Finally, no protracted argument developed concerning this single statement of Delbert Lewis recognizing the danger involved. Defense counsel did not press an argument of contributory fault as precluding recovery. We can find no reversible error in this single sentence. Norfolk & Western Railway Co. v. Greening, 458 S.W.2d 268, 273 (Mo.1970).


Plaintiffs' final challenge to defense argument flows from the following: "The evidence is that if any of these people who own a crane or anybody who rents a crane or anybody who leases a crane, if they want a scale they can go out and buy a scale, they can go out and buy one of these devices." Plaintiffs claim error, contending the comment improperly inferred that the manufacturer (B-E) was discharged from liability by Sharp's failure to cure a defect. Defense counsel's statement tended to highlight the testimony (admitted without objection) that a wary crane operator could carry a portable scale to weigh the load prior to its hoist. The thrust of defendant's argument was to shore its principal defense that the blame for the accident rested with Sharp and its employees. According counsel wide latitude in commenting on the evidence and again recognizing that an argument possibly touching two issues is not illegitimatized by that fact, we defer to the trial court's sound discretion in controlling such argument. Gilmore v. Union Construction Company, 439 S.W.2d 763, 766 (Mo.1969); Gathright v. Pendegraft, 433 S.W.2d 299, 315-16 (Mo.1968); Grab v. Davis Const. Co., 109 S.W.2d 882, 888 (Mo.App.1937).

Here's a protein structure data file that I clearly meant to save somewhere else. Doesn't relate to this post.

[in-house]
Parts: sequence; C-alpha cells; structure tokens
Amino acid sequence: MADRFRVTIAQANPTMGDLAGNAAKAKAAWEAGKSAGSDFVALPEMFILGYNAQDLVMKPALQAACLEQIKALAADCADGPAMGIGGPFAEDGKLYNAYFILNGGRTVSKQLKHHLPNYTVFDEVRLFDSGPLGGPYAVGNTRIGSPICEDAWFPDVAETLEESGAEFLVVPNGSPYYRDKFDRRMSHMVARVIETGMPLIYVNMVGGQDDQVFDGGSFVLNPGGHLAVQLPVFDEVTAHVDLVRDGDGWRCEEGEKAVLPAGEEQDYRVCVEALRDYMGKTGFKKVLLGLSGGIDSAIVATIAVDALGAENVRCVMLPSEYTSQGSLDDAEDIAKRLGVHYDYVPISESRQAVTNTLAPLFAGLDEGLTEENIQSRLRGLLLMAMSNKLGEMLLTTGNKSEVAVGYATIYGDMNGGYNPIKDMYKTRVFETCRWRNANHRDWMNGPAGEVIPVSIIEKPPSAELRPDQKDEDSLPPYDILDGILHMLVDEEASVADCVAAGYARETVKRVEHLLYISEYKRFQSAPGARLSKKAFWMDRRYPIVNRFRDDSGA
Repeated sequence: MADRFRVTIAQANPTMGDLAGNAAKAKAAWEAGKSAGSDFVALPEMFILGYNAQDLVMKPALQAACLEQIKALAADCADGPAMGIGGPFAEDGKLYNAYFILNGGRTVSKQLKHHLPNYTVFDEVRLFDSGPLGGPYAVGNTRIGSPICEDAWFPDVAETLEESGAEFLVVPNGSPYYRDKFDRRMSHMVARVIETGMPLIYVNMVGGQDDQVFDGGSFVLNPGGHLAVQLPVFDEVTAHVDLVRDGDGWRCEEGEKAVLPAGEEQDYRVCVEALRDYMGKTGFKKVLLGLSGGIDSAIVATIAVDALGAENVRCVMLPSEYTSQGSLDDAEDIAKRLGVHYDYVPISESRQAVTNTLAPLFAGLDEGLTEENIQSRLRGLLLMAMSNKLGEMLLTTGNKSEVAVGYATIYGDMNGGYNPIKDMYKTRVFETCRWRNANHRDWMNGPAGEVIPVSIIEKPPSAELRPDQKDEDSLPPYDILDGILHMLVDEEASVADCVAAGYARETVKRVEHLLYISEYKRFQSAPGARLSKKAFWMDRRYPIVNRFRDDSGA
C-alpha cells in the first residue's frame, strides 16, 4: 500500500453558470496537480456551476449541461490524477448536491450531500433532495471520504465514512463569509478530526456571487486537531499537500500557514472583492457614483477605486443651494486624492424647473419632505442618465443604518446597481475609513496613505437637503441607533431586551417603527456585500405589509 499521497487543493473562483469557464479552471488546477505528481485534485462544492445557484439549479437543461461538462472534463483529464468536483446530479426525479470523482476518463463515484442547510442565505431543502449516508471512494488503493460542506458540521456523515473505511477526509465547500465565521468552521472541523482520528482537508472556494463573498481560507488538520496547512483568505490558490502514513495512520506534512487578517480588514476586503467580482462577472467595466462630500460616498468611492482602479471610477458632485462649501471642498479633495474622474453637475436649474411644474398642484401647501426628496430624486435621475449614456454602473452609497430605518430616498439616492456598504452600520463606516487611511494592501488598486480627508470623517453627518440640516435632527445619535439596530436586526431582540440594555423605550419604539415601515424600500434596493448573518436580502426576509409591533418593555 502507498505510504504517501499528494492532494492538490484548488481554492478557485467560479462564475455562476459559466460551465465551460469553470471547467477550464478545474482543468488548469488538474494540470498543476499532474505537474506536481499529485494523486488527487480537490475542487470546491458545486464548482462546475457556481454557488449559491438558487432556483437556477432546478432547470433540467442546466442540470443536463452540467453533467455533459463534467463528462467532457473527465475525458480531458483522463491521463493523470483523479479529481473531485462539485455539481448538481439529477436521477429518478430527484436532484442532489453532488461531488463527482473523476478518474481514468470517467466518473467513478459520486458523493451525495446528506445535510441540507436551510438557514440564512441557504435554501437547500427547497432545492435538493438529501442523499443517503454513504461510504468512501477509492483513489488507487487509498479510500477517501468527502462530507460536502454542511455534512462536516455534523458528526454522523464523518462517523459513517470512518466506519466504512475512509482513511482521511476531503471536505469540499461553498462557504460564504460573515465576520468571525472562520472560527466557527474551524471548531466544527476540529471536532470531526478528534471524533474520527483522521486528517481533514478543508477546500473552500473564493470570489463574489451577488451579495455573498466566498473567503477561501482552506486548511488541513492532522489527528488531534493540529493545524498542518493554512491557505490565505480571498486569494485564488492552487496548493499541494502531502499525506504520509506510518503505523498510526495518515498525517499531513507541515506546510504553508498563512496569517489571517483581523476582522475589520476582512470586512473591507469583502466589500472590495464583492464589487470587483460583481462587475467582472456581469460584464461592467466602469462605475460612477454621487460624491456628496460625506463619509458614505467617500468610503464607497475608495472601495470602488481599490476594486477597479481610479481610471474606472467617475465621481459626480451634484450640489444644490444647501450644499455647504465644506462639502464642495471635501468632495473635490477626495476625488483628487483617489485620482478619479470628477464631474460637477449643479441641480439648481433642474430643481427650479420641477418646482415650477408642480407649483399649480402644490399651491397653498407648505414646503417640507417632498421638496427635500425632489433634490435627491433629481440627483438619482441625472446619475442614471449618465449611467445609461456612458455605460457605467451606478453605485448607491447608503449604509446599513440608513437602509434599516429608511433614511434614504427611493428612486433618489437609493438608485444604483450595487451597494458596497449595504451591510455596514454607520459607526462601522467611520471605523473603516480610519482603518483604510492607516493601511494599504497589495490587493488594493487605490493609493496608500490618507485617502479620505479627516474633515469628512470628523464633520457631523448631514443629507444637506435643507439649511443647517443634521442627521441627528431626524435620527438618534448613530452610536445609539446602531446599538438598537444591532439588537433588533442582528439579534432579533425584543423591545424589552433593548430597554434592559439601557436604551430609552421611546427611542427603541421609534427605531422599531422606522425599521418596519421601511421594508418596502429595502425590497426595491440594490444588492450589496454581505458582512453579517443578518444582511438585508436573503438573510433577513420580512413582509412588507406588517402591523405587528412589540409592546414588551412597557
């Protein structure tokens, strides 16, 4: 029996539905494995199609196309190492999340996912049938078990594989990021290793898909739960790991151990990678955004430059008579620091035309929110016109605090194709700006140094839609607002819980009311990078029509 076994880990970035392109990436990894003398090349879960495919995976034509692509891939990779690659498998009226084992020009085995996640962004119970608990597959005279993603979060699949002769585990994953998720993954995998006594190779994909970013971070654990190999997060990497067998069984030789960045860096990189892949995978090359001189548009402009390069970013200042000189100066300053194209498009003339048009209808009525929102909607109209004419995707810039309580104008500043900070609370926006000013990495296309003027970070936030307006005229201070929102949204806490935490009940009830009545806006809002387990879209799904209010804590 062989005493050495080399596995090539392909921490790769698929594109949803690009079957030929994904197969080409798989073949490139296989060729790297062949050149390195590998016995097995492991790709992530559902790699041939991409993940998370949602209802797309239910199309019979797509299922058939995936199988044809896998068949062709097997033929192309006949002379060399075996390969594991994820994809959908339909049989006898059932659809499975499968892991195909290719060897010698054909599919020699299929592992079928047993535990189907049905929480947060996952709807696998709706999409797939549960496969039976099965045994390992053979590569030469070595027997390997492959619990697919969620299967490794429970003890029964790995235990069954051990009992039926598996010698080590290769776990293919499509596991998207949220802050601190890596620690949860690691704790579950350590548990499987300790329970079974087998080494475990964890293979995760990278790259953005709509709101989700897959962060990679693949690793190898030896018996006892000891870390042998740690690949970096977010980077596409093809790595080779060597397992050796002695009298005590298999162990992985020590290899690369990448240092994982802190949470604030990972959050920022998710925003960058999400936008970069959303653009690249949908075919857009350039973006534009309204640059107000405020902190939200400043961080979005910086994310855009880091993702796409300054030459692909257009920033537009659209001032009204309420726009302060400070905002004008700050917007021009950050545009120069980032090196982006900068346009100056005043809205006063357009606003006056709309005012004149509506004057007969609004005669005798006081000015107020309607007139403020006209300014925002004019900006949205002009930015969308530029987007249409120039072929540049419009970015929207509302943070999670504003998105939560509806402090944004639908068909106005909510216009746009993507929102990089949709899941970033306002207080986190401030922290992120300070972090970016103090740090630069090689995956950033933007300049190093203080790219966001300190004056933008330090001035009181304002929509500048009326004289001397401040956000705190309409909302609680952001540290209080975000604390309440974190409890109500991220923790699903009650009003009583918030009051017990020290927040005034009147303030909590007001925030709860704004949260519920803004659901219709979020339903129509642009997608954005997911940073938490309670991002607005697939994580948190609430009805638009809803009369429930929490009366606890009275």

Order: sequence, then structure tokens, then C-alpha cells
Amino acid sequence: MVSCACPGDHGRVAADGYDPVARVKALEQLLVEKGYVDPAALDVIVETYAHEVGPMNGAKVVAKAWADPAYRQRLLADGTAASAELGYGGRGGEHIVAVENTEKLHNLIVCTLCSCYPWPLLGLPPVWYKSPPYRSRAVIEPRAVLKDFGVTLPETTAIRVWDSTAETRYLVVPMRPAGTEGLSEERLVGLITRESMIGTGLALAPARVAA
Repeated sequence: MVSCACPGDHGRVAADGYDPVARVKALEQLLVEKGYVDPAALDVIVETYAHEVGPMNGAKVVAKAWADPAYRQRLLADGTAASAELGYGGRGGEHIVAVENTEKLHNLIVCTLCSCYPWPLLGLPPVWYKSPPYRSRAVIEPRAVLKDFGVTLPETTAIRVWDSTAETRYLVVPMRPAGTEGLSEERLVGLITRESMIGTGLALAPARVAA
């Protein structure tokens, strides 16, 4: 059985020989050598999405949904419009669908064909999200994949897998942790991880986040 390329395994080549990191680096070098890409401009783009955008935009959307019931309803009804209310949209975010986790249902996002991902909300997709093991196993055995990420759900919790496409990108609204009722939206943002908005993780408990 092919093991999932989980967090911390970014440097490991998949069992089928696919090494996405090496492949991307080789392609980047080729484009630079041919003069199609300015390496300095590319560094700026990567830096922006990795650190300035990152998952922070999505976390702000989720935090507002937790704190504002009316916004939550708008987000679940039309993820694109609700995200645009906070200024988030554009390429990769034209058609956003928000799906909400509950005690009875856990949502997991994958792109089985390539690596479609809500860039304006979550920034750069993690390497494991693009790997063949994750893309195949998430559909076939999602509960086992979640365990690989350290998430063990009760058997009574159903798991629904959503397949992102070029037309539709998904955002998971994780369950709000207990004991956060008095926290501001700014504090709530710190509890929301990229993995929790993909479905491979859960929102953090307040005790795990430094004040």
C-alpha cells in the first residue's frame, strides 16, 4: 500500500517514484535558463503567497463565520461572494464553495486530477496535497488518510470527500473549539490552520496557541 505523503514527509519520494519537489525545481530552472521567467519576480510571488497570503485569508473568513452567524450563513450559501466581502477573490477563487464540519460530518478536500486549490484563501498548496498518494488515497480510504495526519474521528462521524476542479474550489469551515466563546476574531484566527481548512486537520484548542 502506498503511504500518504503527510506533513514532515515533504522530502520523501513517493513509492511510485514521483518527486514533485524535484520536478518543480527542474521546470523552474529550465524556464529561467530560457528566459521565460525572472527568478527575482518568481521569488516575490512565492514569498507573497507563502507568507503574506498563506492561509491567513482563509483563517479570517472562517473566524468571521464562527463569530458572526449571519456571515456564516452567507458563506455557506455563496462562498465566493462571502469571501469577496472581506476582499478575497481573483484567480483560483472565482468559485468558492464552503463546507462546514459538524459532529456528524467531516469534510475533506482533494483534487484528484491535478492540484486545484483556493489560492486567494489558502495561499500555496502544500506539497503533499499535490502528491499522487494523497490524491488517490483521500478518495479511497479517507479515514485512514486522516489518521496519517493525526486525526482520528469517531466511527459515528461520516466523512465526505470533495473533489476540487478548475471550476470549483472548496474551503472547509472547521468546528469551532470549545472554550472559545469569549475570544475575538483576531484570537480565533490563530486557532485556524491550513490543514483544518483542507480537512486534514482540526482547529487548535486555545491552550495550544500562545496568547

Further, in their reply to defendant's argument, plaintiffs persuasively attacked any notion that Sharp's ability to cure the defect exonerated B-E, by citing evidence that B-E's lease forbade alterations of the crane. Here too, as in the previous point, we see no prejudice justifying reversal. Norfolk & Western Ry. Co. v. Greening, 458 S.W.2d 268, 273 (Mo.1970).

Plaintiffs finally submit that even if none of the errors alleged is sufficient to mandate reversal, their collective impact is such as to require a new trial. However, what we have said above indicates our view to the contrary, and this point is accordingly denied. St. Louis v. Szombathy, 497 S.W.2d 144, 147 (Mo.1973).